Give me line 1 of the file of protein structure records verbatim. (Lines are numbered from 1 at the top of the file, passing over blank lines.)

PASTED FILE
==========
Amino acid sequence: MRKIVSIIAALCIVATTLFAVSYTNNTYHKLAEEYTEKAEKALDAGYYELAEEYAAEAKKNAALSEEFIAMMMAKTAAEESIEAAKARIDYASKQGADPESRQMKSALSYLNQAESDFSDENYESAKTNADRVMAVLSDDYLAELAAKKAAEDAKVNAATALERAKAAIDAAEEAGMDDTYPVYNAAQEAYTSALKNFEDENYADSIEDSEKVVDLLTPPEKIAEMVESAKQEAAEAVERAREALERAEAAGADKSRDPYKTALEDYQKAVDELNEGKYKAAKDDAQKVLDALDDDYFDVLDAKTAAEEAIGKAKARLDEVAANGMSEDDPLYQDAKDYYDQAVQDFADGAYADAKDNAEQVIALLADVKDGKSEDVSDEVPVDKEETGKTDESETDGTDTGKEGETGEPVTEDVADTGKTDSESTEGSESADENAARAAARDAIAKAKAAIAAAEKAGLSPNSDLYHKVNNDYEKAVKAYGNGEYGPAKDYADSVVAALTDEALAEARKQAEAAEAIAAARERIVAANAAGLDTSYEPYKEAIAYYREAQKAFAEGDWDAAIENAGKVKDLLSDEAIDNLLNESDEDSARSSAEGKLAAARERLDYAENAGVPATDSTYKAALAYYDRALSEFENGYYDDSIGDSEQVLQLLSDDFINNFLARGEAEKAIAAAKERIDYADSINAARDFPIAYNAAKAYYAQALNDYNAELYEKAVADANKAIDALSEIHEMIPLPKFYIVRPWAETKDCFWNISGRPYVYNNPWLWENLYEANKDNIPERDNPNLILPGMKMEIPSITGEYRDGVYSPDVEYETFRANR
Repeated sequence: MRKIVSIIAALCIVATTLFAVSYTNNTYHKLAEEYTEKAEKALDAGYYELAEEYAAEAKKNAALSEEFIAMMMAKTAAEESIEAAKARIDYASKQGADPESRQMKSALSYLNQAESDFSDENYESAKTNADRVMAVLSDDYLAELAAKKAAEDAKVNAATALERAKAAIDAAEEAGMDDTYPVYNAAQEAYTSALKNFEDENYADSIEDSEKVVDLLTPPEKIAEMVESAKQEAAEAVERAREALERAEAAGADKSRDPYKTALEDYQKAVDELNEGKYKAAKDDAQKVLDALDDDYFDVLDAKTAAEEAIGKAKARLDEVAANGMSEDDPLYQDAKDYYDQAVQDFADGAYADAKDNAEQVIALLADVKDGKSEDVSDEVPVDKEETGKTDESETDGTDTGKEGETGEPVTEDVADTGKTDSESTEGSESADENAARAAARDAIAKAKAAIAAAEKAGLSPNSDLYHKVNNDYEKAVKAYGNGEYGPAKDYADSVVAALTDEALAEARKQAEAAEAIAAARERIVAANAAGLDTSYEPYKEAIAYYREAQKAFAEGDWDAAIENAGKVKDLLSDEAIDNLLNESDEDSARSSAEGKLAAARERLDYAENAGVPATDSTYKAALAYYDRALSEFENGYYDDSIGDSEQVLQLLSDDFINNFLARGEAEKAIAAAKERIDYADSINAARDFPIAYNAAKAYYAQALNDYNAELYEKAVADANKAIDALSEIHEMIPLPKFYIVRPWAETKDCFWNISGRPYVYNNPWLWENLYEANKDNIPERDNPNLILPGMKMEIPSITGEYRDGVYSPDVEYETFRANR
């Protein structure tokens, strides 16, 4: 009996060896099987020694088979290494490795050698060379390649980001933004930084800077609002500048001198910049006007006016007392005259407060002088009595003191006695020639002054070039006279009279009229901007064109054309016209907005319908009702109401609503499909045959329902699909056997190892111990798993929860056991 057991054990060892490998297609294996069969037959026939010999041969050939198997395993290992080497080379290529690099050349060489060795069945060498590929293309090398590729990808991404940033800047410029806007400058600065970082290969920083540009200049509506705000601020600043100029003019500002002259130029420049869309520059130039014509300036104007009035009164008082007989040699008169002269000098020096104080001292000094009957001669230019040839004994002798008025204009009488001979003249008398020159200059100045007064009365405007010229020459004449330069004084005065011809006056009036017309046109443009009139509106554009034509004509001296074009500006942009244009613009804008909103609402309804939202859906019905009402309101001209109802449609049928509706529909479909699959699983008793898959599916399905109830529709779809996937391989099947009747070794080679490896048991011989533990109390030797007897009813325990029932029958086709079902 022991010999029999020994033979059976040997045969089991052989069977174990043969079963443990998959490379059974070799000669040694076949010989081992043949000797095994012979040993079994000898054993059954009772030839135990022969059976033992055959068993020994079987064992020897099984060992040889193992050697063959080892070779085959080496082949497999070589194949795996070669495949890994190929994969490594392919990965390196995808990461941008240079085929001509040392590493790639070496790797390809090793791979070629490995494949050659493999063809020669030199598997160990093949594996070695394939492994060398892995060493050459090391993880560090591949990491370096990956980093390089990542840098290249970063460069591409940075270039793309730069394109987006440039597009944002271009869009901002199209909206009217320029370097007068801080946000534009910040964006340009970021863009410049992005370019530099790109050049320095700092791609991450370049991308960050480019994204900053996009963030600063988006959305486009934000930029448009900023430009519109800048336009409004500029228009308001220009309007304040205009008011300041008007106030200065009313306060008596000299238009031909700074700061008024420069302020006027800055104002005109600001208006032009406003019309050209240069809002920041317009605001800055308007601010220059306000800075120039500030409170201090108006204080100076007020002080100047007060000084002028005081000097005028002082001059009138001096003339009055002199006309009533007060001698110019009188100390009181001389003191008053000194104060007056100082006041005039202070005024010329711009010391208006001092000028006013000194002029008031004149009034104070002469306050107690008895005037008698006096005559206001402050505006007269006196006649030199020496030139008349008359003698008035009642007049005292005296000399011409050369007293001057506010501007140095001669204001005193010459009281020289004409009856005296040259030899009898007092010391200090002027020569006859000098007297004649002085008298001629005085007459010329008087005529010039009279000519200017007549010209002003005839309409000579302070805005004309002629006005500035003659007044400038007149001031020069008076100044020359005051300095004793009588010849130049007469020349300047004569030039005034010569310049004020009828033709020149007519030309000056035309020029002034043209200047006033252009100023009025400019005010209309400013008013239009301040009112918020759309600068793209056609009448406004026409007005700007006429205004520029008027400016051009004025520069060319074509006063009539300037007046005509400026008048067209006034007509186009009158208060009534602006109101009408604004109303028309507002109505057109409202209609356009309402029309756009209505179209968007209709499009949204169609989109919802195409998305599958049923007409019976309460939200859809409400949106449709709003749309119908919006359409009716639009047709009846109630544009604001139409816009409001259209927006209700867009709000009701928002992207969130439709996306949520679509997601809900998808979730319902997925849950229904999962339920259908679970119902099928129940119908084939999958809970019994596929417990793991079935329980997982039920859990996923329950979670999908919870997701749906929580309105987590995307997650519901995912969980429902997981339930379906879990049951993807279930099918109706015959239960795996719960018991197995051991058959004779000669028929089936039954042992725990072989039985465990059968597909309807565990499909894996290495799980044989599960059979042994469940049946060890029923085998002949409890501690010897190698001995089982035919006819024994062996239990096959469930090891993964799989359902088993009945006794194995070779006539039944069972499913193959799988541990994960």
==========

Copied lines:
Amino acid sequence: MRKIVSIIAALCIVATTLFAVSYTNNTYHKLAEEYTEKAEKALDAGYYELAEEYAAEAKKNAALSEEFIAMMMAKTAAEESIEAAKARIDYASKQGADPESRQMKSALSYLNQAESDFSDENYESAKTNADRVMAVLSDDYLAELAAKKAAEDAKVNAATALERAKAAIDAAEEAGMDDTYPVYNAAQEAYTSALKNFEDENYADSIEDSEKVVDLLTPPEKIAEMVESAKQEAAEAVERAREALERAEAAGADKSRDPYKTALEDYQKAVDELNEGKYKAAKDDAQKVLDALDDDYFDVLDAKTAAEEAIGKAKARLDEVAANGMSEDDPLYQDAKDYYDQAVQDFADGAYADAKDNAEQVIALLADVKDGKSEDVSDEVPVDKEETGKTDESETDGTDTGKEGETGEPVTEDVADTGKTDSESTEGSESADENAARAAARDAIAKAKAAIAAAEKAGLSPNSDLYHKVNNDYEKAVKAYGNGEYGPAKDYADSVVAALTDEALAEARKQAEAAEAIAAARERIVAANAAGLDTSYEPYKEAIAYYREAQKAFAEGDWDAAIENAGKVKDLLSDEAIDNLLNESDEDSARSSAEGKLAAARERLDYAENAGVPATDSTYKAALAYYDRALSEFENGYYDDSIGDSEQVLQLLSDDFINNFLARGEAEKAIAAAKERIDYADSINAARDFPIAYNAAKAYYAQALNDYNAELYEKAVADANKAIDALSEIHEMIPLPKFYIVRPWAETKDCFWNISGRPYVYNNPWLWENLYEANKDNIPERDNPNLILPGMKMEIPSITGEYRDGVYSPDVEYETFRANR